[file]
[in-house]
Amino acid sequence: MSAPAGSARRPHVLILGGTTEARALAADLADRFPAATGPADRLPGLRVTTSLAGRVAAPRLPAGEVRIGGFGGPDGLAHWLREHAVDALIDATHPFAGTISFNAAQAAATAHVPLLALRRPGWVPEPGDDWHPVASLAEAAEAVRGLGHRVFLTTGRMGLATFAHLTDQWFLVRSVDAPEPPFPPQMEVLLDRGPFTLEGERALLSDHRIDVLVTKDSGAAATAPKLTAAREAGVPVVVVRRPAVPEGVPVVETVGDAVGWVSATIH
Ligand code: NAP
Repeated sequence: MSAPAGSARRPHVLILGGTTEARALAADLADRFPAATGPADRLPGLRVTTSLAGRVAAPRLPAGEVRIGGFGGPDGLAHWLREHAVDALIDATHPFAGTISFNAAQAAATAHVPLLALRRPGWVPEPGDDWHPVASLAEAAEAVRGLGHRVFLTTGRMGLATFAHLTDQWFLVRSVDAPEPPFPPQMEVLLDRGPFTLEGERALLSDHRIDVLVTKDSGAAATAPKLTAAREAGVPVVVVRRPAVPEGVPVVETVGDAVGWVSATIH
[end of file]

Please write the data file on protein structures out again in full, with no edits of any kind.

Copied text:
[in-house]
Amino acid sequence: MSAPAGSARRPHVLILGGTTEARALAADLADRFPAATGPADRLPGLRVTTSLAGRVAAPRLPAGEVRIGGFGGPDGLAHWLREHAVDALIDATHPFAGTISFNAAQAAATAHVPLLALRRPGWVPEPGDDWHPVASLAEAAEAVRGLGHRVFLTTGRMGLATFAHLTDQWFLVRSVDAPEPPFPPQMEVLLDRGPFTLEGERALLSDHRIDVLVTKDSGAAATAPKLTAAREAGVPVVVVRRPAVPEGVPVVETVGDAVGWVSATIH
Ligand code: NAP
Repeated sequence: MSAPAGSARRPHVLILGGTTEARALAADLADRFPAATGPADRLPGLRVTTSLAGRVAAPRLPAGEVRIGGFGGPDGLAHWLREHAVDALIDATHPFAGTISFNAAQAAATAHVPLLALRRPGWVPEPGDDWHPVASLAEAAEAVRGLGHRVFLTTGRMGLATFAHLTDQWFLVRSVDAPEPPFPPQMEVLLDRGPFTLEGERALLSDHRIDVLVTKDSGAAATAPKLTAAREAGVPVVVVRRPAVPEGVPVVETVGDAVGWVSATIH